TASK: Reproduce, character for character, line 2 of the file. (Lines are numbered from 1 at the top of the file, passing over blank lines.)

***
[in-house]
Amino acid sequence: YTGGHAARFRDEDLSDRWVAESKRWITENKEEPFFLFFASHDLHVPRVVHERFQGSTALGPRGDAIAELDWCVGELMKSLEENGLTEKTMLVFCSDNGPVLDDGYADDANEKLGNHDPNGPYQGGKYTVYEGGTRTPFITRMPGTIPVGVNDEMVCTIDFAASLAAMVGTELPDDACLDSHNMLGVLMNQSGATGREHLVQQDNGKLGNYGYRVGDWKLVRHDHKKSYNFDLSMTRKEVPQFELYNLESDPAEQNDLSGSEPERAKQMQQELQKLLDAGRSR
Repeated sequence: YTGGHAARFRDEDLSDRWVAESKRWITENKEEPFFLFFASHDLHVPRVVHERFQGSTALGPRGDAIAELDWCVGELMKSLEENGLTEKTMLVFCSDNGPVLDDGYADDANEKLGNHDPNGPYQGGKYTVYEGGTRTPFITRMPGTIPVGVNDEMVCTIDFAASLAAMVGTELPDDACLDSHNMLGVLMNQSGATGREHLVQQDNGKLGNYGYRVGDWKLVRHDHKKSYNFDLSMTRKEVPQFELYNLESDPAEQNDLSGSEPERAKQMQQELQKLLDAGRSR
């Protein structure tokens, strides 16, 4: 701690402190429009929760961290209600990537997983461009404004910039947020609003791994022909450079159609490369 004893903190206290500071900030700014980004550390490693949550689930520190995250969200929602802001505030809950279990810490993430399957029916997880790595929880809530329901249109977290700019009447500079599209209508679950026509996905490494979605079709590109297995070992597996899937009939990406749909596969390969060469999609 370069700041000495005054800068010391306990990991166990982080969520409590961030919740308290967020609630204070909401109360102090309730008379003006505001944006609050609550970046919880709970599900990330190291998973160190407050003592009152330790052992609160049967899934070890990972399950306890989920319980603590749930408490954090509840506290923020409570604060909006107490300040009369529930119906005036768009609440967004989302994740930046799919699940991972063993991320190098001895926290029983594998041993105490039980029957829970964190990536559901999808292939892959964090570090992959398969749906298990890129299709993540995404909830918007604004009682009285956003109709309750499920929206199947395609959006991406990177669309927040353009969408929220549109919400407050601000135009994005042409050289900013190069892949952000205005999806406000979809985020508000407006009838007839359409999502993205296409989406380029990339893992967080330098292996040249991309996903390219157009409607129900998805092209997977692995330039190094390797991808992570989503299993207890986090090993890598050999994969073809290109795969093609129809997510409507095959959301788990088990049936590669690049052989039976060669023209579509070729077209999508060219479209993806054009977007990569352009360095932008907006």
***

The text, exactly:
Amino acid sequence: YTGGHAARFRDEDLSDRWVAESKRWITENKEEPFFLFFASHDLHVPRVVHERFQGSTALGPRGDAIAELDWCVGELMKSLEENGLTEKTMLVFCSDNGPVLDDGYADDANEKLGNHDPNGPYQGGKYTVYEGGTRTPFITRMPGTIPVGVNDEMVCTIDFAASLAAMVGTELPDDACLDSHNMLGVLMNQSGATGREHLVQQDNGKLGNYGYRVGDWKLVRHDHKKSYNFDLSMTRKEVPQFELYNLESDPAEQNDLSGSEPERAKQMQQELQKLLDAGRSR